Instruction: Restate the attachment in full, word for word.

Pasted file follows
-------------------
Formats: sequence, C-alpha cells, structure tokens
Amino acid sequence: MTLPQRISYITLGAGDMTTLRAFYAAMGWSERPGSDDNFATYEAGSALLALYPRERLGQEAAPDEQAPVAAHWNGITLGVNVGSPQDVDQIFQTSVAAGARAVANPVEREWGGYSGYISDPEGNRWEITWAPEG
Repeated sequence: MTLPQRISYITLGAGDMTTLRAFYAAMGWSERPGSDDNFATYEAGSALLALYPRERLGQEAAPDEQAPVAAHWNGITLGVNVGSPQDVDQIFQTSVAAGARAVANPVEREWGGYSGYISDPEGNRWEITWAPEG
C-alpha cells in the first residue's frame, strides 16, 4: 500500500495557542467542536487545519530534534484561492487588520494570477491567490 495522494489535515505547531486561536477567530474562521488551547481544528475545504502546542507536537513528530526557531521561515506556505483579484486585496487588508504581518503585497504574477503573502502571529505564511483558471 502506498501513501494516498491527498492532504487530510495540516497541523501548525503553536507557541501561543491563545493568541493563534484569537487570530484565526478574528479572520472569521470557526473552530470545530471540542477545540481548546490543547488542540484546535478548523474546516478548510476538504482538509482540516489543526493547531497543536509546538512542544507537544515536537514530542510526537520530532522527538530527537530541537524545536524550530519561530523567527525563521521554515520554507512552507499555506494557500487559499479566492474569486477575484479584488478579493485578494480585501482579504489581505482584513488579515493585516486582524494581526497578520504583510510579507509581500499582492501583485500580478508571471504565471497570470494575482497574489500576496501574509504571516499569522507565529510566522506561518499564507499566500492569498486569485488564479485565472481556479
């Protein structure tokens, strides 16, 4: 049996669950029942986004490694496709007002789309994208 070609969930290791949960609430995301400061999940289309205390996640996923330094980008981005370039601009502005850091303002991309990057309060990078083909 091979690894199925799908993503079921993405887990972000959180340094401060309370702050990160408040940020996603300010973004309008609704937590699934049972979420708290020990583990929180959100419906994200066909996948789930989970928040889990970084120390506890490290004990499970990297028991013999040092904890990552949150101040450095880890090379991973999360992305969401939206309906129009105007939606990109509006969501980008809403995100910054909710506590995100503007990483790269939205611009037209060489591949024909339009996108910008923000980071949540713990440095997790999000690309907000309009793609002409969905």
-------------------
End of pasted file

Formats: sequence, C-alpha cells, structure tokens
Amino acid sequence: MTLPQRISYITLGAGDMTTLRAFYAAMGWSERPGSDDNFATYEAGSALLALYPRERLGQEAAPDEQAPVAAHWNGITLGVNVGSPQDVDQIFQTSVAAGARAVANPVEREWGGYSGYISDPEGNRWEITWAPEG
Repeated sequence: MTLPQRISYITLGAGDMTTLRAFYAAMGWSERPGSDDNFATYEAGSALLALYPRERLGQEAAPDEQAPVAAHWNGITLGVNVGSPQDVDQIFQTSVAAGARAVANPVEREWGGYSGYISDPEGNRWEITWAPEG
C-alpha cells in the first residue's frame, strides 16, 4: 500500500495557542467542536487545519530534534484561492487588520494570477491567490 495522494489535515505547531486561536477567530474562521488551547481544528475545504502546542507536537513528530526557531521561515506556505483579484486585496487588508504581518503585497504574477503573502502571529505564511483558471 502506498501513501494516498491527498492532504487530510495540516497541523501548525503553536507557541501561543491563545493568541493563534484569537487570530484565526478574528479572520472569521470557526473552530470545530471540542477545540481548546490543547488542540484546535478548523474546516478548510476538504482538509482540516489543526493547531497543536509546538512542544507537544515536537514530542510526537520530532522527538530527537530541537524545536524550530519561530523567527525563521521554515520554507512552507499555506494557500487559499479566492474569486477575484479584488478579493485578494480585501482579504489581505482584513488579515493585516486582524494581526497578520504583510510579507509581500499582492501583485500580478508571471504565471497570470494575482497574489500576496501574509504571516499569522507565529510566522506561518499564507499566500492569498486569485488564479485565472481556479
């Protein structure tokens, strides 16, 4: 049996669950029942986004490694496709007002789309994208 070609969930290791949960609430995301400061999940289309205390996640996923330094980008981005370039601009502005850091303002991309990057309060990078083909 091979690894199925799908993503079921993405887990972000959180340094401060309370702050990160408040940020996603300010973004309008609704937590699934049972979420708290020990583990929180959100419906994200066909996948789930989970928040889990970084120390506890490290004990499970990297028991013999040092904890990552949150101040450095880890090379991973999360992305969401939206309906129009105007939606990109509006969501980008809403995100910054909710506590995100503007990483790269939205611009037209060489591949024909339009996108910008923000980071949540713990440095997790999000690309907000309009793609002409969905």